Heathrow, Hillingdon

Europe’s busiest airport, situated on the western edge of Greater London

geograph-5195367-by-Christine-Matthews - Terminal 5 - Heathrow Airport

Although Heathrow made a rela­tively late appear­ance as a hamlet on the edge of Hounslow Heath – its presence was not recorded until 1453 – this area was rich in archae­o­log­ical treasures, with evidence of Bronze Age farming and the only Iron Age temple colonnade in England.

Aviation began here in 1930 and the govern­ment requi­si­tioned the site as a bomber airfield shortly before the end of the Second World War. This seems to have been a ploy to sidestep public objec­tions to Heathrow’s intended commer­cial use when the war was over.

Construc­tion of the airport oblit­er­ated the village of Heathrow and the neigh­bouring hamlet of Perry Oaks, together with the prehis­toric sites. An 18th-century farmhouse called Heathrow Hall was pulled down in 1944. The older and prettier Perry Oaks farmhouse was demol­ished in 1948.

The first departure from London Airport (as it was orig­i­nally known) was a British South American Airways proving flight to Buenos Aires, on 1 January 1946. The airport was fully opened for civil aviation on 31 May 1946.

Construc­tion of the terminal buildings at the centre of the airport site began in 1955 and finished in 1968, when a 160-acre (65-hectare) cargo site was added to the south, with a linking tunnel. The cargo area has often been the target of thieves and London’s biggest ever robbery took place here in 1983, when £26 million worth of gold bullion and diamonds were stolen from the Brinks-Mat high security vault. Most of the gold was never recovered.

On the airport’s southern perimeter, Terminal 4 was completed in 1986.

At the western edge, Terminal 5 was planned from the late 1980s and more than 80,000 artefacts were uncovered during archae­o­log­ical exca­va­tions prior to the commence­ment of construc­tion in 2002. When the terminal opened in March 2008 system faults and problems with ‘staff famil­iari­sa­tion’ caused baggage delays, temporary suspen­sions of check-in facil­i­ties and the cancel­la­tion of more than 500 flights over a ten-day period. A House of Commons Transport Committee report later called this a ‘national embar­rass­ment’. For the most part, T5 has since func­tioned smoothly.

Terminal 2 departure lounge
Terminal 2 departure lounge*

Terminal 1 closed in 2015, following the recon­struc­tion and enlarge­ment of Terminal 2.

Heathrow airport presently covers 4¾ square miles (12.3 square kilo­me­tres). It handles more than 75 million passen­gers and 1.5 million tonnes of freight every year. Within the airport perimeter 76,500 people are employed and many firms in the surrounding local­i­ties depend on the airport for their existence.

The Piccadilly line was extended to Heathrow in 1977 and there are now separate stations for terminals 2 & 3, 4 and 5. The Heathrow Express opened in 1998 and links the airport to Paddington. The former Heathrow Connect service has been absorbed into the Elizabeth line (Crossrail).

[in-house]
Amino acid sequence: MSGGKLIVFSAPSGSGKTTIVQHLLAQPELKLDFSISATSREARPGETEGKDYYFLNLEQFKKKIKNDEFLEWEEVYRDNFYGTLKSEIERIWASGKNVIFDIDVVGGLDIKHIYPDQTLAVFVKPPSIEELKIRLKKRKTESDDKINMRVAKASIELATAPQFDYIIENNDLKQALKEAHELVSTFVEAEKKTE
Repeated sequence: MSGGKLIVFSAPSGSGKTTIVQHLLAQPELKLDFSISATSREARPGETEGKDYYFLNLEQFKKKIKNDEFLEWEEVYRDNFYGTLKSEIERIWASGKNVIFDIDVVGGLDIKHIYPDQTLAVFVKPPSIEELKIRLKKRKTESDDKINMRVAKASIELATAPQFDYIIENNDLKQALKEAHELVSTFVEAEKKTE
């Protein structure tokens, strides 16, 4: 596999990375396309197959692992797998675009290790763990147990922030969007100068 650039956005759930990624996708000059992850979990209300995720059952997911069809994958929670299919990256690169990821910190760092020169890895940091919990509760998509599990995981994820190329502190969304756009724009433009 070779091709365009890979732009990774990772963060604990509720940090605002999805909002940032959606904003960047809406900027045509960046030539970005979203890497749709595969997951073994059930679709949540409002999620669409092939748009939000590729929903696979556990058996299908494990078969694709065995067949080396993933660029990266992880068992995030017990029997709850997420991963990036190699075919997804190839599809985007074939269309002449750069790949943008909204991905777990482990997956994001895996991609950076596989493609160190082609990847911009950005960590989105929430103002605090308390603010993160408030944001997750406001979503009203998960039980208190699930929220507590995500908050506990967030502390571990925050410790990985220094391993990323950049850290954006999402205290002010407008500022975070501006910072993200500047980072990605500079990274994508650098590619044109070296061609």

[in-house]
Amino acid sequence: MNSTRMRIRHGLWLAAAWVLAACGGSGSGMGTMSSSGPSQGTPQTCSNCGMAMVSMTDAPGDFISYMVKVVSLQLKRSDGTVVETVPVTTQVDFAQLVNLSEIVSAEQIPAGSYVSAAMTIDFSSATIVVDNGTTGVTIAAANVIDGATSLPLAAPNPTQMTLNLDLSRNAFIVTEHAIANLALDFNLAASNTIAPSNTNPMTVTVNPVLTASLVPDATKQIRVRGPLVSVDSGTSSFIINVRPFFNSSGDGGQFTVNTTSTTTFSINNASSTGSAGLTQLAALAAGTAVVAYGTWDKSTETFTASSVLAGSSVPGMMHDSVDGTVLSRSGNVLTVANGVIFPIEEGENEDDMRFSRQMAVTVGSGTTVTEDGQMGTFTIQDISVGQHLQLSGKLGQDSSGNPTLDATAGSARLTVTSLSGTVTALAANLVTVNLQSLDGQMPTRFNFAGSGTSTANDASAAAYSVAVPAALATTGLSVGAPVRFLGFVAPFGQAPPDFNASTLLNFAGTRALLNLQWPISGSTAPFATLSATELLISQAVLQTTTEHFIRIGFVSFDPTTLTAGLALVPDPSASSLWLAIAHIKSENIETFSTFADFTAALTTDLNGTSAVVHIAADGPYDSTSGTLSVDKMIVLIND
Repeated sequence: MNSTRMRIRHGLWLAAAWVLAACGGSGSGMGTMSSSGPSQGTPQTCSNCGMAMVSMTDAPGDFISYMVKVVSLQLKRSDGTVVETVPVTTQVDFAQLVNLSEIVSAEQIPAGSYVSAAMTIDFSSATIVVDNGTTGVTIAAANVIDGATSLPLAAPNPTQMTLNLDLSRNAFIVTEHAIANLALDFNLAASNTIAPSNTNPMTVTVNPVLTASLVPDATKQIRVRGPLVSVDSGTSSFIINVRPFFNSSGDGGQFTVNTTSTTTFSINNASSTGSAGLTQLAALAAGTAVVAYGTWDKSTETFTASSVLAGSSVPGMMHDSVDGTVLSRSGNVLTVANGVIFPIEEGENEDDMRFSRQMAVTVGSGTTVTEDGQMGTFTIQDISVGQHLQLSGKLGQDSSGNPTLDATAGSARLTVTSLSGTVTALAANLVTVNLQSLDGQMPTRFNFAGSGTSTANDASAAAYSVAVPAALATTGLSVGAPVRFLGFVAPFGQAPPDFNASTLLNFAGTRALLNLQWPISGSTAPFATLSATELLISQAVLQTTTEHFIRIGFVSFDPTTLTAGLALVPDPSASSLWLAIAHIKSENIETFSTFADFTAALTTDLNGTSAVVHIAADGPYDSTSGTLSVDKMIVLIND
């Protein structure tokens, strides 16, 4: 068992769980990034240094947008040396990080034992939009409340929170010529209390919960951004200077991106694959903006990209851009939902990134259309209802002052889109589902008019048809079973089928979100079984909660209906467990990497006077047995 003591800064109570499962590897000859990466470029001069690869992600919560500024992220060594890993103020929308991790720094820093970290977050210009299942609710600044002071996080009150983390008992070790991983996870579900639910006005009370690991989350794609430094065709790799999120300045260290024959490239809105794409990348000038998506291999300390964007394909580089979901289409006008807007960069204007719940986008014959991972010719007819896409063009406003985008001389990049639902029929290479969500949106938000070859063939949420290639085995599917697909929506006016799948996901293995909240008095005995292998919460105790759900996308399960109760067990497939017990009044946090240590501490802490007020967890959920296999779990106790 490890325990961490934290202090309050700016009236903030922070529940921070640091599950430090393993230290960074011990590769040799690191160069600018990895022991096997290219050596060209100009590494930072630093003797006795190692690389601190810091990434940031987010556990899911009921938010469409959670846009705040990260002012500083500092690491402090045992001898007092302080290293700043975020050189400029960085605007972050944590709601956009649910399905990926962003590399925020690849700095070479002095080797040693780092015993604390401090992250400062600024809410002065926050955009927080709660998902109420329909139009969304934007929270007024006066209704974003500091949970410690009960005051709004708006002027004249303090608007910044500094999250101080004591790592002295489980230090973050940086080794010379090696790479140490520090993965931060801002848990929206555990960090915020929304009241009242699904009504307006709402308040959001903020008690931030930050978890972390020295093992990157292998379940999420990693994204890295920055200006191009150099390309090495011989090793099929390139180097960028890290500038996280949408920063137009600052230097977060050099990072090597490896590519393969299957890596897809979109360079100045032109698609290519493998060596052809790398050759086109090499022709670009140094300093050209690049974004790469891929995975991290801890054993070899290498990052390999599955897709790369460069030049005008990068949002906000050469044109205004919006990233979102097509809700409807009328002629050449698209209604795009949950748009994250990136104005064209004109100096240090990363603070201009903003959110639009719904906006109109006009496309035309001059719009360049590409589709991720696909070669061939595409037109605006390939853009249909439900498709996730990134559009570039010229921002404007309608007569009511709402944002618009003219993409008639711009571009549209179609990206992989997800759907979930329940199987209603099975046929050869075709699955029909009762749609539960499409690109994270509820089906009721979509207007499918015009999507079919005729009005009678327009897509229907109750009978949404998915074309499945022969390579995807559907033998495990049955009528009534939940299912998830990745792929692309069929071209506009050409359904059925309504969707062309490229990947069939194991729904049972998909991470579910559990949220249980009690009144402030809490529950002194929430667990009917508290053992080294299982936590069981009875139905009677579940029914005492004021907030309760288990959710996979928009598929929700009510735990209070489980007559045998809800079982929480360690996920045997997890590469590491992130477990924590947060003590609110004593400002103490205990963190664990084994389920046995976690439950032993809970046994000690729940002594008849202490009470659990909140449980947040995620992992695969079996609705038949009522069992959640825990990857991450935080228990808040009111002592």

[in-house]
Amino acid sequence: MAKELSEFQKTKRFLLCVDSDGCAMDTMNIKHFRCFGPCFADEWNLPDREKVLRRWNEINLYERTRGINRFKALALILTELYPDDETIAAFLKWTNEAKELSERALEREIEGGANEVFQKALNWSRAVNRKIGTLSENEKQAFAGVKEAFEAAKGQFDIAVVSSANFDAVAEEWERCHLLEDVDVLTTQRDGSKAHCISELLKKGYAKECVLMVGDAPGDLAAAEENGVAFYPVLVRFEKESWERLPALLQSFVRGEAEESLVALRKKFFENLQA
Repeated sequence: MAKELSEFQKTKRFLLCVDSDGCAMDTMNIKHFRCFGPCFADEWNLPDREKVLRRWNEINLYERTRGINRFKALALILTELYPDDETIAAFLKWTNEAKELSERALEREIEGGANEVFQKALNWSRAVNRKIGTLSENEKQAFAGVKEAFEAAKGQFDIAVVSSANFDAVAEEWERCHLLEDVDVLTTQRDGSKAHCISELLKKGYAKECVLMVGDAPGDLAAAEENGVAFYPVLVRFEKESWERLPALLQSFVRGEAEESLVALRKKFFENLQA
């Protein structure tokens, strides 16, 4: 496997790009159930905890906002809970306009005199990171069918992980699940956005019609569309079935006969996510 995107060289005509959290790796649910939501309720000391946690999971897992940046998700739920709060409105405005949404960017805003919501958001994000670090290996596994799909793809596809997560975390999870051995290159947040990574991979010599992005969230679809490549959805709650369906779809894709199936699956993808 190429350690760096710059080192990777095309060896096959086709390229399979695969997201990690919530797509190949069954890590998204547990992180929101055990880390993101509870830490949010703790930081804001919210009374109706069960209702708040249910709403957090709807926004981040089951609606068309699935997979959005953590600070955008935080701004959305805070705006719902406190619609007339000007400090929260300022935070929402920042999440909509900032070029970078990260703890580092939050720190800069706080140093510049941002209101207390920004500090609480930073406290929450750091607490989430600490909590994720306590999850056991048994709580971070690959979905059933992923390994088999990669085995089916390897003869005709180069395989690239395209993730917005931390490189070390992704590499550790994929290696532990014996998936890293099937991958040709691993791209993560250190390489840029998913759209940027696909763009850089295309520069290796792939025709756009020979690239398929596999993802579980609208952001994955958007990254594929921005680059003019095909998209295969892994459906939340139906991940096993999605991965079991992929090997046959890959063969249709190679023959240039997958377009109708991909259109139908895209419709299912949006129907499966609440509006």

Heathrow Airport’s central bus and coach station is the busiest such hub in the UK.

Based on Newall Road, in what was the airport’s visitor centre, the Heathrow Academy is a staff recruit­ment and training facility.

Contro­ver­sial plans to build a third runway and a sixth terminal have been the subject of consul­ta­tion, resis­tance and revision for nearly two decades. The Labour govern­ment orig­i­nally autho­rised the runway’s construc­tion in 2009. A year later the incoming coalition govern­ment cancelled the project and subse­quently played for time by setting up the Airports Commis­sion, which was tasked with recom­mending the best way to expand aviation capacity in the UK. In July 2015 the commis­sion unan­i­mously concluded that the (revised) proposal for a new north-west runway at Heathrow “presents the strongest case and offers the greatest strategic and economic benefits.” The Conser­v­a­tive govern­ment reluc­tantly endorsed this recom­men­da­tion in October 2016.

More stages of consul­ta­tion are still required – which will doubtless continue to be accom­pa­nied by vigorous oppo­si­tion, not least because the scheme would eradicate the entire village of Longford, together with half of Harmondsworth and a sliver of Sipson. Terminal 6 is presently proposed for location next door to Terminal 5. Construc­tion work cannot begin until after a devel­op­ment consent order is granted, which will not be for several more years – and the expansion looks increas­ingly unlikely to happen at all.

Postcode area: Hounslow TW6
Population: 13,580 (Heathrow Villages, mid-2014 estimate; ward includes Harlington, Harmondsworth, Longford and Sipson)
Stations: Terminals 2 & 3 (aka Heathrow Central), Terminal 4, Terminal 5 (served by the Heathrow Express and the Piccadilly and Elizabeth lines, zone 6)
Further reading: Kevan James, Heathrow Airport: An Illustrated History, Fonthill, 2016
and Adrian M Balch, Heathrow in Photographs: Celebrating 70 Years of London’s Airport, History Press, 2016
Websites: Heathrow Airport, Heathrow Airport Guide, Heathrow Association for the Control of Aircraft Noise


* The view from Terminal 5 at the top of this page is adapted from an original photograph, copyright Christine Matthews, and the picture of the Terminal 2 Departure Lounge is adapted from an original photograph, copyright Peter McDermott, both at Geograph Britain and Ireland, made available under the Attribution-ShareAlike 2.0 Generic Licence. Any subsequent reuse is hereby freely permitted under the terms of that licence.